Now I know what you are thinking – this seems like a big risk since getting ahold of that master password would give a hacker or criminal access to everything.

I’m not a security or cryptography expert, so I can’t explain in detail all the theory and implementation, but these password managers have been reviewed by many experts and they encourage their use.

Ok, in case your are curious – remember, the one master password that you must totally keep safe can be protected using advanced techniques like fingerprint id, retina scan, faceid, or special hardware devices.

If your reluctance to use a password manager is because you think it isn’t as safe, then I can only suggest you do some deep reading to understand how it works and why it is safer.

For the rest of us, the issue is more prosaic – we are set in our ways and can’t be bothered to change that way we operate and learn something new.

Once again, that is something only you can fix yourself.

Free Password Manager Solutions
Over the past few years, we’ve gotten some excellent free solutions.

The first place to start is your computer’s web browser. As long as you are using a mainstream web browser from Microsoft, Apple, Google or another company you trust, you might be all set.

All modern web browsers have the ability to generate random strong passwords, save them on your behalf, and fill them in automatically when you revise the same websites.

A limitation of web browser solutions is that most of them don’t carry over to mobile phone and tablet use. Many apps that we use including communications, financial, and smarthome management, have their own login and password requirements.

Strictly web-browser based password management solutions will not help you there.

Password Manager Apps
I prefer to use a specialized password manager app solution. It’s a paid product, but the prices are quite reasonable given the peace of mind and security that it brings.

There are several to choose from and all are good. I’m used a few different ones, but for the past few years I’ve been using 1Password from the company of the same name.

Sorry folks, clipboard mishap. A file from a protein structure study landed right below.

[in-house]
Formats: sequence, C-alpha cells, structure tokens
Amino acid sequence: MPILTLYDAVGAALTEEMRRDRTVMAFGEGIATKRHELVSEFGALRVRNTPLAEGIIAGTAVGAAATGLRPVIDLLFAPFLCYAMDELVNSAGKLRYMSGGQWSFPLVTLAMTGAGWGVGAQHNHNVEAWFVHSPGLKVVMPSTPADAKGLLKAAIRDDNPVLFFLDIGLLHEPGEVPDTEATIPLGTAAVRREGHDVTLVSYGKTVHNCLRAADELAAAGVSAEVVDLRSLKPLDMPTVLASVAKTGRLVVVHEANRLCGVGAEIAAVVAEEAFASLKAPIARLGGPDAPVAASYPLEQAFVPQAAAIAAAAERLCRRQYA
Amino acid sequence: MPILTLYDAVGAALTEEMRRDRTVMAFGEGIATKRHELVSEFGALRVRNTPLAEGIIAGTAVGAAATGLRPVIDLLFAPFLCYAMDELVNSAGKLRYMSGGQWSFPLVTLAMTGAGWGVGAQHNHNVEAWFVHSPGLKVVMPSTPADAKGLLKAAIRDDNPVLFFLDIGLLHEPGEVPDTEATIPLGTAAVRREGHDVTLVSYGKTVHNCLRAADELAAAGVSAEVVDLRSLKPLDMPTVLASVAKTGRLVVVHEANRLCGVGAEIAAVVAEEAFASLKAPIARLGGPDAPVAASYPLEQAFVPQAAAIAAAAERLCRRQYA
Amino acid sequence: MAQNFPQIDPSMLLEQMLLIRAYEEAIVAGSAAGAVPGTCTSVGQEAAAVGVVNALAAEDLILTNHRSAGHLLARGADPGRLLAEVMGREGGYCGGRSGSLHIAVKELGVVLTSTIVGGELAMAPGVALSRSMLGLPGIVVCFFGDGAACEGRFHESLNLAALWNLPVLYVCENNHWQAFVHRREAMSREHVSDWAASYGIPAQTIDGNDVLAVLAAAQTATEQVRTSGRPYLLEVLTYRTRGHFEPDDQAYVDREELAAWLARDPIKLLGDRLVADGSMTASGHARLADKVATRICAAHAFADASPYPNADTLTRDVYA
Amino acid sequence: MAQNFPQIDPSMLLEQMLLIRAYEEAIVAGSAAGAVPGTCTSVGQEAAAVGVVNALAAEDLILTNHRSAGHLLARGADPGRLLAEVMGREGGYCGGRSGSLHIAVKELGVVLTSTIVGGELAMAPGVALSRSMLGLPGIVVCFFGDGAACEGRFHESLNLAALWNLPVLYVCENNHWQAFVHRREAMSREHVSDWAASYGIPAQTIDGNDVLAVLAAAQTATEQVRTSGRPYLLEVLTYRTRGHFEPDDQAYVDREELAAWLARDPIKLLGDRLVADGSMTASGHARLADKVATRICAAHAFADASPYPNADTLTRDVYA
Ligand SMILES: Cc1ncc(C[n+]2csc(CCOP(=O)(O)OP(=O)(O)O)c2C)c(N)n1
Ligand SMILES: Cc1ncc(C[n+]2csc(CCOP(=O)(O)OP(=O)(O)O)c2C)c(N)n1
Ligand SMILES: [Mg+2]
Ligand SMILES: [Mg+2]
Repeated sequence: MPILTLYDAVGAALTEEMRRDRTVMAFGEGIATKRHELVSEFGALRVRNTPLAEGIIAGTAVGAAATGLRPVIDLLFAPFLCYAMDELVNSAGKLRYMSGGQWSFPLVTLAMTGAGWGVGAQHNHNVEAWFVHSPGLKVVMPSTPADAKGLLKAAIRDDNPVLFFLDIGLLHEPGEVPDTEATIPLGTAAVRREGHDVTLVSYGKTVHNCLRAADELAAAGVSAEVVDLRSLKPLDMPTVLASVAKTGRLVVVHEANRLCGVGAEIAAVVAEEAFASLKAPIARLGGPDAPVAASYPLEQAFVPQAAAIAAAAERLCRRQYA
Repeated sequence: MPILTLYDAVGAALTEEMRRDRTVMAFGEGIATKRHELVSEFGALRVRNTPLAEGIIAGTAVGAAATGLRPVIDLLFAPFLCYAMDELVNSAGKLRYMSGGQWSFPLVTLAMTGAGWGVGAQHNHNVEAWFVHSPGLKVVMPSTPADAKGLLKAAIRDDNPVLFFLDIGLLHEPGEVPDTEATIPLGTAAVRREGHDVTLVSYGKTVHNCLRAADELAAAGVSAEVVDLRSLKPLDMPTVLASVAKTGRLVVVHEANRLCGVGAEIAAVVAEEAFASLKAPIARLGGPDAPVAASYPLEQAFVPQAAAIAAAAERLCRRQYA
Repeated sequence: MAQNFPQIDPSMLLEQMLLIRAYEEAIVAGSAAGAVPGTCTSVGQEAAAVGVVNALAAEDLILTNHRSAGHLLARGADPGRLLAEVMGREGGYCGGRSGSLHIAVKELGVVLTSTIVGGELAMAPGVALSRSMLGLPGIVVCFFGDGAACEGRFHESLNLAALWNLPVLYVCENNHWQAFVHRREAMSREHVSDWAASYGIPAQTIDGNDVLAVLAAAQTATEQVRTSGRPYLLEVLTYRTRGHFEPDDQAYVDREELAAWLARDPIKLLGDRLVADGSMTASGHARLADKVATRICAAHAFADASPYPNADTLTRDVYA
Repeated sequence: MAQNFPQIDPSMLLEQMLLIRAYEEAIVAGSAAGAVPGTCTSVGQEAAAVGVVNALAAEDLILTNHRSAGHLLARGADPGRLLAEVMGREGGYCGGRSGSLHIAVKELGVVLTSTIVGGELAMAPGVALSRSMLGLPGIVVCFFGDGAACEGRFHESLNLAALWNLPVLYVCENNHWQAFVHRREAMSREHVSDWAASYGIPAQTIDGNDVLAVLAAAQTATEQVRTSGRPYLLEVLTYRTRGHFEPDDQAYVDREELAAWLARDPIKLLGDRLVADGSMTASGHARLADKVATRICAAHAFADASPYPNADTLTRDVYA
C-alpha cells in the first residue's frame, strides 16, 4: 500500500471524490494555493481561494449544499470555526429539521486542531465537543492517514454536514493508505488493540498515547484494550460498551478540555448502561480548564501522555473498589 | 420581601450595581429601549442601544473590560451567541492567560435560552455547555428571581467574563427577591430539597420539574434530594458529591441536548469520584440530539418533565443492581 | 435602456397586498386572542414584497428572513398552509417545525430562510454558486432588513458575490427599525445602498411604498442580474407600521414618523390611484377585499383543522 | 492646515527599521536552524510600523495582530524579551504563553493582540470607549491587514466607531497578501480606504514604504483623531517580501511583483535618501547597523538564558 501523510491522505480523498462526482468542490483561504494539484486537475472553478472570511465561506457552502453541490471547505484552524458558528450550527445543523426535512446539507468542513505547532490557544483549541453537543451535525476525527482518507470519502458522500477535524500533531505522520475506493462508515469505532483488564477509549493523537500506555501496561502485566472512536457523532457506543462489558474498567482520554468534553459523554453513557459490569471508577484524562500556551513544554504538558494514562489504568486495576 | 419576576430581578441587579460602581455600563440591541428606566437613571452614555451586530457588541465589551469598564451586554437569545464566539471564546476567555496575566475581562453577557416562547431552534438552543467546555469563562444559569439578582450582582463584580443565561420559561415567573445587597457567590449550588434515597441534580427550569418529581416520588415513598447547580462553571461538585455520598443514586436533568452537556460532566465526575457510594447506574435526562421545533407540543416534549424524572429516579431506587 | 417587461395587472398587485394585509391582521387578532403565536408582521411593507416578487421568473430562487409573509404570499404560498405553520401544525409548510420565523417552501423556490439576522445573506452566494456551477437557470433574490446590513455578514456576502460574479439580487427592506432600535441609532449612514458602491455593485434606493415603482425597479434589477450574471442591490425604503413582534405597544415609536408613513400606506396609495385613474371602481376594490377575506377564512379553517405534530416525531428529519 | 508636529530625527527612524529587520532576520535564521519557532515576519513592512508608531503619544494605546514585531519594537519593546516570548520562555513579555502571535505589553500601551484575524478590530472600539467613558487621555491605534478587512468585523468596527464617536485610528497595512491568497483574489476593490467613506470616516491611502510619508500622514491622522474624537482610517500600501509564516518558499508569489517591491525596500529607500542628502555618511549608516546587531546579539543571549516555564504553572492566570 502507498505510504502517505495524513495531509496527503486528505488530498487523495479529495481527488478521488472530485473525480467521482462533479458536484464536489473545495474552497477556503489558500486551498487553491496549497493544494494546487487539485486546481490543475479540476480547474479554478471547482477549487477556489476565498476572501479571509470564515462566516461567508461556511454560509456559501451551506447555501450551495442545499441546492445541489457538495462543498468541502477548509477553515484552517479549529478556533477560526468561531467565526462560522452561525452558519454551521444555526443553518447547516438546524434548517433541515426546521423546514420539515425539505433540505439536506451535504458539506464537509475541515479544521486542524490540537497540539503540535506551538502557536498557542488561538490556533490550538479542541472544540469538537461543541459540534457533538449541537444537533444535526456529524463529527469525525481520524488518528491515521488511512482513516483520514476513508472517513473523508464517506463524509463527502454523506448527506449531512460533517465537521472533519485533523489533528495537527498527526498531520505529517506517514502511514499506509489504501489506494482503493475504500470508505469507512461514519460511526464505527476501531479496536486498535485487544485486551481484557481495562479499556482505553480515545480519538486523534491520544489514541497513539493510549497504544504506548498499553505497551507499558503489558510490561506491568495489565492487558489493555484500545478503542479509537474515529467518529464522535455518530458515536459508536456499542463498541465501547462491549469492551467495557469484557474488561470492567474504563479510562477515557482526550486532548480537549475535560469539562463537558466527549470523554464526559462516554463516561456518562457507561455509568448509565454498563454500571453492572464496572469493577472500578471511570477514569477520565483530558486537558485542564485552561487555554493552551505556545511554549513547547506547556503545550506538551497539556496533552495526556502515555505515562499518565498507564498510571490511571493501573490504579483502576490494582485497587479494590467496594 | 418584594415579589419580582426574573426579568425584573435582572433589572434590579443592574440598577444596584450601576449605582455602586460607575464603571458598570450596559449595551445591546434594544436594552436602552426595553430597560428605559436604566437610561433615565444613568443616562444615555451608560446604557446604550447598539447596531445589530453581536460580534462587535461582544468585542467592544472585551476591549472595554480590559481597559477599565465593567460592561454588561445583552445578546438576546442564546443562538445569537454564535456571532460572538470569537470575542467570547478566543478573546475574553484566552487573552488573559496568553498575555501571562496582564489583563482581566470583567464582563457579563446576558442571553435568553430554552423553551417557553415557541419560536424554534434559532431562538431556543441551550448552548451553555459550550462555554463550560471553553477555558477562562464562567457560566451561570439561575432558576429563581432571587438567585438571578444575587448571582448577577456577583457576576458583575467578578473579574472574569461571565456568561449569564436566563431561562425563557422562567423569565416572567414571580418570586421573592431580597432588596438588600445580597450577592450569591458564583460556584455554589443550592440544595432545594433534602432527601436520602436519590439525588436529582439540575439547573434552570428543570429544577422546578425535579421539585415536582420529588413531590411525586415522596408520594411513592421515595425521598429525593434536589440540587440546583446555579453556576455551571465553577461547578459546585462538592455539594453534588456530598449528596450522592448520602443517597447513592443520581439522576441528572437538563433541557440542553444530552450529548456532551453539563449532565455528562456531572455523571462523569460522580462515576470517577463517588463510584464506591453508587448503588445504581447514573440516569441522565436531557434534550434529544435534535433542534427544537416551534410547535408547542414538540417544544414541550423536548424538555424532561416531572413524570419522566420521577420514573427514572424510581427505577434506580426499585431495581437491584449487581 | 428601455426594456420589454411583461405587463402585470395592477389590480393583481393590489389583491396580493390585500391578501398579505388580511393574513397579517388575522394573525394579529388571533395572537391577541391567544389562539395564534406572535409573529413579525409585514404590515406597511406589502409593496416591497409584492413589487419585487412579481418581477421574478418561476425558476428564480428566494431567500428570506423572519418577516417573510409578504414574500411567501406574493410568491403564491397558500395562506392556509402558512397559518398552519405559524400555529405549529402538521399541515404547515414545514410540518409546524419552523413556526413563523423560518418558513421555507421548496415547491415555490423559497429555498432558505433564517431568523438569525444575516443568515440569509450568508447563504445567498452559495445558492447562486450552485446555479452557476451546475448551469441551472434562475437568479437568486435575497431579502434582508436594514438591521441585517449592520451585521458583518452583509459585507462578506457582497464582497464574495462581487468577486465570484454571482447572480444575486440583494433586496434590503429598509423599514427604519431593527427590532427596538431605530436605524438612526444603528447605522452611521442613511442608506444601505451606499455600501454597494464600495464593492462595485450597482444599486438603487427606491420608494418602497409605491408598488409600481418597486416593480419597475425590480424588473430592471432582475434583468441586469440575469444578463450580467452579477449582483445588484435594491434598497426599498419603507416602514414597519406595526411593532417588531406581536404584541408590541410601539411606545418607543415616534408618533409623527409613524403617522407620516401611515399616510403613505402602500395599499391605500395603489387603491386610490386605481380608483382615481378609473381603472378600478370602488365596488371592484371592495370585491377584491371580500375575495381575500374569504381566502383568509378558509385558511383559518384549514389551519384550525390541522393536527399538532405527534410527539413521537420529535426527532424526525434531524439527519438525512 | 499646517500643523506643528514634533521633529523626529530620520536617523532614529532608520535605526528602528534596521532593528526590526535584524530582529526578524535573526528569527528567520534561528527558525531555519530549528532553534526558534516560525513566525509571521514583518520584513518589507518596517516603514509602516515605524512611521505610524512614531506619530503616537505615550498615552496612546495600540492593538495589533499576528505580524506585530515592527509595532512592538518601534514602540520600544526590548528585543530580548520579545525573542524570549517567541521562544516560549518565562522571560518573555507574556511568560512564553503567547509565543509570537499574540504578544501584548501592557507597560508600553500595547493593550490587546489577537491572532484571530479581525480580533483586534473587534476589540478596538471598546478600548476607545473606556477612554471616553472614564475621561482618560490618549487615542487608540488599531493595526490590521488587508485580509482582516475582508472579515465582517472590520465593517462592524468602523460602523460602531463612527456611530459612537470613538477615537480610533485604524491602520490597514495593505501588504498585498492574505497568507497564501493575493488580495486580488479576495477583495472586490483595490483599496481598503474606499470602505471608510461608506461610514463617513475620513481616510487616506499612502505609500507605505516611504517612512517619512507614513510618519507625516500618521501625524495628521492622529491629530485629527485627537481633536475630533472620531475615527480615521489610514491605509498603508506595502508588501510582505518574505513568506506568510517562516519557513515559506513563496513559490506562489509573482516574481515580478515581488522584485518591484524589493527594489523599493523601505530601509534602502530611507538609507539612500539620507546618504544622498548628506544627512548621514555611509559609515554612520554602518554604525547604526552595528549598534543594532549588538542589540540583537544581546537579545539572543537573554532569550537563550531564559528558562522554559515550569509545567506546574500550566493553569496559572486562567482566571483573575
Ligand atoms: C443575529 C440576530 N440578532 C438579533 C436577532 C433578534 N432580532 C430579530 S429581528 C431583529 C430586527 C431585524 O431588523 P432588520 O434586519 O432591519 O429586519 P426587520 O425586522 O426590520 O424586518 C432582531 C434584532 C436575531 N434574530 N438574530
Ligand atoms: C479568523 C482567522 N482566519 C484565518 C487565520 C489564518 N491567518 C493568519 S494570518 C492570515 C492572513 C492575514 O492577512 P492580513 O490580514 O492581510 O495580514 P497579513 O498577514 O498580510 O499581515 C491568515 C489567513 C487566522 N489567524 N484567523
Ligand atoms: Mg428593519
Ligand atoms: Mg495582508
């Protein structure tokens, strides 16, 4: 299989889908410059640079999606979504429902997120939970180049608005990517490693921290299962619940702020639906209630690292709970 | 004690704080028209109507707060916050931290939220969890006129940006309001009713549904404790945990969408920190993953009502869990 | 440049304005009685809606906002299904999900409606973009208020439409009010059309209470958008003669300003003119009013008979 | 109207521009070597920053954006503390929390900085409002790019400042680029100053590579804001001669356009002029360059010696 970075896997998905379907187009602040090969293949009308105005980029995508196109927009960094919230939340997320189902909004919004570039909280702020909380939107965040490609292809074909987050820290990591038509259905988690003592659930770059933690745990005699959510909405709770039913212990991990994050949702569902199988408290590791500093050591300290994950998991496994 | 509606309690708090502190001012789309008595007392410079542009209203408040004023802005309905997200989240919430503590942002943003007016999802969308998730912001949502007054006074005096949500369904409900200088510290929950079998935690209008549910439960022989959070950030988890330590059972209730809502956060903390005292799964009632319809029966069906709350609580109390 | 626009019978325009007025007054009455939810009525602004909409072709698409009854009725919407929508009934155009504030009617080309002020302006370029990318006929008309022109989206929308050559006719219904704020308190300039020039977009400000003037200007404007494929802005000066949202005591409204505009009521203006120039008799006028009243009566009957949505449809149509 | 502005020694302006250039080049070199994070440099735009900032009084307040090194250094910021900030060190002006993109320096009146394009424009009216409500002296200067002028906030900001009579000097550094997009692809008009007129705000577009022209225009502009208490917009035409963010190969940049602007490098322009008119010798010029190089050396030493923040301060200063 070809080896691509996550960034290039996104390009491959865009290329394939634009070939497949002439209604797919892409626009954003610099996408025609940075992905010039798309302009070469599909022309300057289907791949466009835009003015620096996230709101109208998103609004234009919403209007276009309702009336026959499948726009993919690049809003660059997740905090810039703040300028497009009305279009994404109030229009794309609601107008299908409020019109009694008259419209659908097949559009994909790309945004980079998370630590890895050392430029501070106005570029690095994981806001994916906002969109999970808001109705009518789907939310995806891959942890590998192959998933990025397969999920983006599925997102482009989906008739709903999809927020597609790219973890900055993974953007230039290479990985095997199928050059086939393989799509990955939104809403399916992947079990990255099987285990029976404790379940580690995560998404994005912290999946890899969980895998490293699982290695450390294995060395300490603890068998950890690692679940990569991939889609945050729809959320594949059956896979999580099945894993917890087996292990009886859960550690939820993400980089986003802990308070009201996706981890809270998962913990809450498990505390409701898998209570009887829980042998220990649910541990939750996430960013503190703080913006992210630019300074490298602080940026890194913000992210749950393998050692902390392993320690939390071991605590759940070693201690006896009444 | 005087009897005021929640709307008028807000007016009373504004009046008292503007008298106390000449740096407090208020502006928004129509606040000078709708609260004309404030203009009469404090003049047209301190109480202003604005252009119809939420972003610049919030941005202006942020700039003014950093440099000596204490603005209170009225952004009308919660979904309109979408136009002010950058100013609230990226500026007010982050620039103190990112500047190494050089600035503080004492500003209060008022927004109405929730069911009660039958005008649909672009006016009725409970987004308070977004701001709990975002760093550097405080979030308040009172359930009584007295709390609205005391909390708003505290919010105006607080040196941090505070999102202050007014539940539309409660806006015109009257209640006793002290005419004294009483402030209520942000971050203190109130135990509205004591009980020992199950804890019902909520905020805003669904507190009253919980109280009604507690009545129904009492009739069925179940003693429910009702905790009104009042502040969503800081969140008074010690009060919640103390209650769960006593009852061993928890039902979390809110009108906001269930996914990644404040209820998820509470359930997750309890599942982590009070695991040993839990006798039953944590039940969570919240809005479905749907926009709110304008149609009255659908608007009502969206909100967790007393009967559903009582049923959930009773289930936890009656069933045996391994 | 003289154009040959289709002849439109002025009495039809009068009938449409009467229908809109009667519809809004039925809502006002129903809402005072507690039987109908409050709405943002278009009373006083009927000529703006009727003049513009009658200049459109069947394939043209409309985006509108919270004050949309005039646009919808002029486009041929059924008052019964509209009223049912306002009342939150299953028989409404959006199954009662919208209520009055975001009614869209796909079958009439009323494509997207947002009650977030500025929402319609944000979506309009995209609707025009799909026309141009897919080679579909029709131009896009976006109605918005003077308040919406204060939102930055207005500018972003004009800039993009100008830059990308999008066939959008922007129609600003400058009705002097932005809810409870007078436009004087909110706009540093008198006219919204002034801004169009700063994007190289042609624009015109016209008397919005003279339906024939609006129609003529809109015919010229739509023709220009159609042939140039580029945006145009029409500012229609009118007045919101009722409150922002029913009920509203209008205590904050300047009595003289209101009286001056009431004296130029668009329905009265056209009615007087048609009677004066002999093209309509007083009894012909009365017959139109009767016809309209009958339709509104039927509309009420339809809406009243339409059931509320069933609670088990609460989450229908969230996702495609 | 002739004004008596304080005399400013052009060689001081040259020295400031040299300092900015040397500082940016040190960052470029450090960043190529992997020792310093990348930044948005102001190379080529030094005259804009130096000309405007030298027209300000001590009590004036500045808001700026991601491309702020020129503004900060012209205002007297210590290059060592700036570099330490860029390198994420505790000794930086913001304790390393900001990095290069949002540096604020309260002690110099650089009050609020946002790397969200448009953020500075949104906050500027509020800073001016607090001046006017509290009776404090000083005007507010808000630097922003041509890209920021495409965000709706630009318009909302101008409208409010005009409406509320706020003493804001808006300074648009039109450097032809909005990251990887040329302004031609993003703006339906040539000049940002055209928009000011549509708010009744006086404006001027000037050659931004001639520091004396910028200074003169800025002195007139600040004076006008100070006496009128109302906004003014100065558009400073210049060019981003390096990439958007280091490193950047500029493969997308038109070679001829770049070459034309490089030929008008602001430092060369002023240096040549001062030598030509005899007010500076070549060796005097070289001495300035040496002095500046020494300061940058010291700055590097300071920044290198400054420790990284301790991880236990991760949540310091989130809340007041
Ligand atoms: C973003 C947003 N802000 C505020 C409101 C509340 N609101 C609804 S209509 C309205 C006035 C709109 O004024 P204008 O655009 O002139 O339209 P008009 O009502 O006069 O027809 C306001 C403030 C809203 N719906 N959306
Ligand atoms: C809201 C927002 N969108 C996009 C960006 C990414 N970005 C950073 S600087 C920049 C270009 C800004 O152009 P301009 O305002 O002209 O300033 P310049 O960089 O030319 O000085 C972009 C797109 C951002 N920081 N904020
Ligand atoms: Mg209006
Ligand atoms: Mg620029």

I’m going to do a full blown review as you can find that online if you want to drill down to all the details, but here’s the features I Iike and the reason I used it.

Focus – It is from a company that specializes in this – not a sideline product

Multi-platform – It supports everything I use – macOS, iOS, Windows, Android, and Linux based computing devices

Browsers and Apps – It works both in web browsers (Chrome, Safari, Firefox) and links up with apps on mobile devices

Web Interface – In a pinch, if I don’t have any of my own devices with me, I can log in to their website from anywhere and retrieve any needed password securely.

Sharing and Segmenting – I can create multiple groups of passwords (they call them vaults) to separate personal from business. Further I can keep passwords separated between myself and my spouse while sharing them between us.

I’ll Give You My Password Manager When You Pry It From My Cold, Dead, Hands
Paraphrasing Charlton Heston, my password manager is probably the single computer tool I cannot live without.

I bet you’ll feel the same way once you start using one yourself!


Automation technologist and problem solver